How do we respond to racism? By saying nothing? No – that would be acquiescence, agreement.
I read a lot and am not easily shocked by what human beings put on paper. But a recent Letter to the editor – not in this newspaper but in a competitor weekly (really not very competitive since not much news therein) – gave me a start, a jolt. Headlined “A Veteran’s Commentary,” the writer concludes that 1) President Trump will lose re-election, and that 2) the “Negro population” will take over the government, with the result that 3) we will become a third world country, renamed “Afmerica.”
After my initial shock my reactions were multiple.
The first was about how this letter begins, and I provide an exact quote: “Dumb De Dumb Dumb.” And it then continues: “To all you dumb Americans out there.” Very clever, I thought – if you’re unlimbering the newly-discovered rhetoric of a 14-year-old . . . or just bloviating on Facebook.
And this introductory approach doesn’t provide the correct specificity, I thought, since it should have begun: “I am a racist, and the following words will show you just how racist I am.”
Then there is the writer’s discussion and description of Black people as “the Negro population” and his attempt to argue this is not a racist slur. This is typical when employing racist language: since you know it’s a slur, you must deploy some rationale for why it isn’t.
This writer’s defense: that “Negro” is simply just like “Caucasian” when describing white people, a comparison screamingly inaccurate. Black people are Black, and this writer seems unable to acknowledge this reality or is simply afraid of using the word. “Black.”
But I also felt a certain qualified sympathy for this writer, because he is obviously scared to death. Not just frightened — terrified. Terrified of losing.
He says that because Trump will be defeated in November and puts Democrats in charge, the result will be the apocalyptic result of dominance by a “Negro population.”
He acknowledges that he can’t really verify this horrific result since it will take 30 to 40 years to happen . . . so he won’t be around to say “told ya, told ya” – thus putting his prediction in the totally unverifiable category, of all the conspiracy theory types, the easiest to deploy.
With that timeline, he suggests that his children and grandchildren will be the ultimate victims of this domination, but it’s obvious that his actual fear is for himself, today, for loss of power by his own tribe — the so-called “Caucasian” population.
My reaction to that seemingly terrifying future: So? . . . so what?
As Americans, we’re told to believe that “all men are created equal,” that all humankind has the same right to equal rights, equal opportunities, equal protections under the law. So what difference does it make the color of the skin of those in charge, of those with the power?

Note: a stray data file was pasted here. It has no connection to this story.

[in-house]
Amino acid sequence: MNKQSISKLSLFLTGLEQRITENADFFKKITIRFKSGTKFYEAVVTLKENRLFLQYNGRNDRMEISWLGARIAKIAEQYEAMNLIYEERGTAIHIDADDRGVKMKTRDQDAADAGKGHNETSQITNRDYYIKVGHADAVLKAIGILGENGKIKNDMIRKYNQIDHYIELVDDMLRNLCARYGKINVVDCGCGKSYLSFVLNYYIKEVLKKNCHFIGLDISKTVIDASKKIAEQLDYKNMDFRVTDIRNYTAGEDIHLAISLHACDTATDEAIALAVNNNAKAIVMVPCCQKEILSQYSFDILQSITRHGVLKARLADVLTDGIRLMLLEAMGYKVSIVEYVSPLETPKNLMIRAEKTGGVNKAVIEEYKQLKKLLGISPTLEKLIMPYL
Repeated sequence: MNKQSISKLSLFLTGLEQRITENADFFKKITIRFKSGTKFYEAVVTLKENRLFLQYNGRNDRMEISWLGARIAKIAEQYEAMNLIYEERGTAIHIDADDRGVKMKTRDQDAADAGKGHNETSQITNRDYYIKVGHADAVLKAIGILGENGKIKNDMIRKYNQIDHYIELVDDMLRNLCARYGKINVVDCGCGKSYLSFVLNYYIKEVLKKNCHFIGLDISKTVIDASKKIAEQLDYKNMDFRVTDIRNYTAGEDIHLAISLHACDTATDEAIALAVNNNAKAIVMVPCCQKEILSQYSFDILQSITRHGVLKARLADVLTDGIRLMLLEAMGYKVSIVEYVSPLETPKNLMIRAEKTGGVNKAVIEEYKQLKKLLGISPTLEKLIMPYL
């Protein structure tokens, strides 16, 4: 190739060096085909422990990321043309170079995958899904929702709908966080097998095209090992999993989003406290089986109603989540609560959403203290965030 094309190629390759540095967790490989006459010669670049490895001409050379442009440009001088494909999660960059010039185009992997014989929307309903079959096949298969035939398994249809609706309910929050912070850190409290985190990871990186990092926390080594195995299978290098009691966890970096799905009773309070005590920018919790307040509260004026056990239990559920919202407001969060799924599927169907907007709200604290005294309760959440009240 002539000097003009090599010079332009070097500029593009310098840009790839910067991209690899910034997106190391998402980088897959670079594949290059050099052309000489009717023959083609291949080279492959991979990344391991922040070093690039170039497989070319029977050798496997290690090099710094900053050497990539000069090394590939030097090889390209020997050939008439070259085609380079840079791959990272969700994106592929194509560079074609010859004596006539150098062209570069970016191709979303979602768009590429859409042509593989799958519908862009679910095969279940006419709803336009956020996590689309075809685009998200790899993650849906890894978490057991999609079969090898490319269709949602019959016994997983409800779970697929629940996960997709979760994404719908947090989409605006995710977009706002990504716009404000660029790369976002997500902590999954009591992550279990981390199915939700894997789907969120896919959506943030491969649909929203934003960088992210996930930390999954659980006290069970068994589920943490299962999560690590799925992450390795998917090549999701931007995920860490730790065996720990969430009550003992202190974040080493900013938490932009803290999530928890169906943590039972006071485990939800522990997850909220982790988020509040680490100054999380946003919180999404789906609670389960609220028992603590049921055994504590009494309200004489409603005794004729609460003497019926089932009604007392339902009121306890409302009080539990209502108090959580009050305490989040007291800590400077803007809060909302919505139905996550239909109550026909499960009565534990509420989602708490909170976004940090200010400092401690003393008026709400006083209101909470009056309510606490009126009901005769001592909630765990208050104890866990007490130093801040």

But we don’t really believe that, do we. In just about every way one can think of we’re taught, indoctrinated into the unequal-ness of humanity, that there is a pyramid-like arrangement of the races and skin colors – with white on top and thus, quite reasonably, should have the most power.
One can’t help but be disappointed that this letter is, as indicated, from a veteran, someone who fought in the service of equality, of a whole range of American values. But he is totally unfettered in disparaging his fellow Americans, and American voters apparently poised to plot our precipitous fall to powerlessness.
My final reaction to the letter: the thought that it is actually very clarifying — that with his flat-out, unrefined rant the writer seems to be speaking for many Americans at this particular moment in time, and that American racism is alive and doing very well, thank you.
It clarifies by highlighting the massive barrier to any sort of real equality in this country. It tells us that the past three years and several months have simply pushed into the light America’s ongoing history of hypocrisy, of values frequently espoused and more frequently undermined by action . . . or inaction.
This letter is simply an expression of the darkest part of this country’s dark underbelly, the whining, fuming fear of losing power. As a shadow from the past, it is very much akin to the fear, the constant hovering threat of slave uprisings, undermining and poisoning the humanity of both the owned and the owner.
And it is just one more reminder that America has been a country with more years of slavery than without it.